Title

Hydrogen Storage with Spectroscopic Identification of Chemisorption Sites in Cu-tdpat via Spillover from a Pt/activated Carbon Catalyst

Abstract

Hydrogen spillover to the Cu-TDPAT (TDPAT = 2,4,6-tris(3,5-dicarboxylphe-nylamino)-1,3,5-triazine) metal-organic framework is probed with adsorption measurements, ex situ characterization techniques, and density functional theory (DFT) calculations. At 1 bar and 300 K, hydrogen chemisorption to Pt/AC/Cu-TDPAT exceeds that expected for physisorption by 8-fold, which is attributable to both catalyst insertion and the creation of structural defects. Hydrogenation of (a) the Cu-O-C bond of the Cu paddlewheel, (b) the sp2 N heterocycle, and (c) the secondary amine is demonstrated with ex situ spectroscopy. Exothermic (with respect to H2) hydrogenation at the Cu-O-C bond of the paddlewheel is substantiated by DFT. However, hydrogenated Cu-O-C is metastable, as evidence for dissociation is found at higher temperature (i.e., 473 K H2). DFT calculations demonstrate hydrogenation of the N groups may occur exothermically only for a charged ligand, suggestive that defects may contribute to hydrogen chemisorption. At high pressure, slow adsorption rates and material instability render the material unsuitable for practical hydrogen storage applications.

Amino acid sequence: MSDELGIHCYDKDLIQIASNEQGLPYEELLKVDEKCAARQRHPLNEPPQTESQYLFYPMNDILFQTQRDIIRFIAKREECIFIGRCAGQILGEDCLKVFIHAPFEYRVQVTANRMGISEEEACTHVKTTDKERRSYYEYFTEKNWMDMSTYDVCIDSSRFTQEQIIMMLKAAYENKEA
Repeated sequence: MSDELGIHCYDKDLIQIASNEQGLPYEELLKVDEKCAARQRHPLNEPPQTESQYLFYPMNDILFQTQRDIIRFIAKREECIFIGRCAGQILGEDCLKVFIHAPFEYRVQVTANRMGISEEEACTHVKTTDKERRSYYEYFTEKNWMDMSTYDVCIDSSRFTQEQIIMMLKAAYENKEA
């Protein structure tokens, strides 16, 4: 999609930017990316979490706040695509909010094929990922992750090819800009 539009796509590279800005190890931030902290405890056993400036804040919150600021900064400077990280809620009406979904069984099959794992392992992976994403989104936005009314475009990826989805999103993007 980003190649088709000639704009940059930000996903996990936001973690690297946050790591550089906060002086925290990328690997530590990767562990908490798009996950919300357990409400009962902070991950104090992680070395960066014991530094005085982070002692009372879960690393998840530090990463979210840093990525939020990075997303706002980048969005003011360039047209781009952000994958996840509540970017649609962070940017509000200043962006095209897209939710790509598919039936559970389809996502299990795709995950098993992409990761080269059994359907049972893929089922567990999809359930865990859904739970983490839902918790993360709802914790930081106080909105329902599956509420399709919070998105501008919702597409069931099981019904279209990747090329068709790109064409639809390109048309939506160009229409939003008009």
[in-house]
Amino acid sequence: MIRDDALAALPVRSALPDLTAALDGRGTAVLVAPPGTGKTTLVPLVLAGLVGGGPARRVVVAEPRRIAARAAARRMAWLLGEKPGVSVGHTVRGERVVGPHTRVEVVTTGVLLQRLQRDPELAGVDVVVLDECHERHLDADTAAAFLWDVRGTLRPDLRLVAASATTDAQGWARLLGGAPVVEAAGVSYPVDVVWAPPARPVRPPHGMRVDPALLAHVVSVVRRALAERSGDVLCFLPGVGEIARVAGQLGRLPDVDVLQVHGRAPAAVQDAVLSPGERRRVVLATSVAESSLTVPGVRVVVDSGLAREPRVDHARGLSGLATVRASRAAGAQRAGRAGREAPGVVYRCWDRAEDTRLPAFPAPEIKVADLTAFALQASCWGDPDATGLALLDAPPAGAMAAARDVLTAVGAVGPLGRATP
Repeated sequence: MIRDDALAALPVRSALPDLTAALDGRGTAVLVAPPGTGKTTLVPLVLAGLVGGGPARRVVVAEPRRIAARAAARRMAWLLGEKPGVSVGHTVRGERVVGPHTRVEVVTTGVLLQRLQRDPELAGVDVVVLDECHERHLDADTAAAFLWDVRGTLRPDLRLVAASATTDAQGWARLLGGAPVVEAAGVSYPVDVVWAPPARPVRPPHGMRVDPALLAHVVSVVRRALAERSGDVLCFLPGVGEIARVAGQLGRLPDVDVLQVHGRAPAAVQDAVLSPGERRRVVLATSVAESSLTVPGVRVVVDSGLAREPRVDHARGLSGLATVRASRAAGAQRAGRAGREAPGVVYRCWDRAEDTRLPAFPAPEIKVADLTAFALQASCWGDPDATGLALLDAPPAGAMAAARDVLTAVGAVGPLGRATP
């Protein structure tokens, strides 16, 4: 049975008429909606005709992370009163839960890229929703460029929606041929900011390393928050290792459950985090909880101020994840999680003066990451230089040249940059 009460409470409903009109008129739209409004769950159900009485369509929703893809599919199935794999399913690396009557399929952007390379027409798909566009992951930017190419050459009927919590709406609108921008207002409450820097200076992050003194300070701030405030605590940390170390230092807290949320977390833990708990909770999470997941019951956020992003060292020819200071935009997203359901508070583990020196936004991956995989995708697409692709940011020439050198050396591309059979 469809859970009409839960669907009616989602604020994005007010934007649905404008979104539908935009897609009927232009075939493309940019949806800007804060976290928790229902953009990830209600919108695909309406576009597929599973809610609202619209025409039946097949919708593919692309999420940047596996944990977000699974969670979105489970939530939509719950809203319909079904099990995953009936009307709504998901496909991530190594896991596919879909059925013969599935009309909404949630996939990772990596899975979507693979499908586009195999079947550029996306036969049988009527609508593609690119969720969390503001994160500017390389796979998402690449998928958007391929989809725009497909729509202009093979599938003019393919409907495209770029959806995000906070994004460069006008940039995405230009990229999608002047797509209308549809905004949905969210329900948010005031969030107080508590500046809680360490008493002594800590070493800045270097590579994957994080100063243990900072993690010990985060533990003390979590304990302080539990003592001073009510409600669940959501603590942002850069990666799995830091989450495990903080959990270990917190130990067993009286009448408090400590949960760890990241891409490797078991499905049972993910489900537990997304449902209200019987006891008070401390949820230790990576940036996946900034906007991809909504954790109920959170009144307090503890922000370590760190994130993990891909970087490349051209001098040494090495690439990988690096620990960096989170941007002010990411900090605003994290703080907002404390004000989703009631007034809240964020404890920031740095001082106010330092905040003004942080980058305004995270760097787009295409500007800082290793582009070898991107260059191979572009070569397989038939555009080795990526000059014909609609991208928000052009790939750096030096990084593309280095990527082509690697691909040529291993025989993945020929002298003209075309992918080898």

Department(s)

Chemical and Biochemical Engineering

Sponsor(s)

United States. Department of Energy.Office of Energy Efficiency and Renewable Energy

Comments

This work was supported by the U.S. Department of Energy, Energy Efficiency and Renewable Energy program, Award DEFG36-08GO18139. The computational work was supported through a Marie Curie International Incoming Fellowship (A.D.L.) and a Marie Curie International Reintegration Fellowship (G.P.).

Keywords and Phrases

Adsorption; Catalysts; Chemisorption; Crystalline materials; Defects; Density functional theory; High pressure engineering; Hydrogen; Hydrogenation; Organometallics; Platinum; Adsorption measurement; Chemisorption sites; Hydrogen chemisorption; Hydrogen spill overs; Material instability; Metal organic framework; Spectroscopic identification; Structural defect; Hydrogen storage

International Standard Serial Number (ISSN)

1932-7447

Document Type

Article - Journal

Document Version

Citation

File Type

text

Language(s)

English

Rights

© 2014 American Chemical Society (ACS), All rights reserved.

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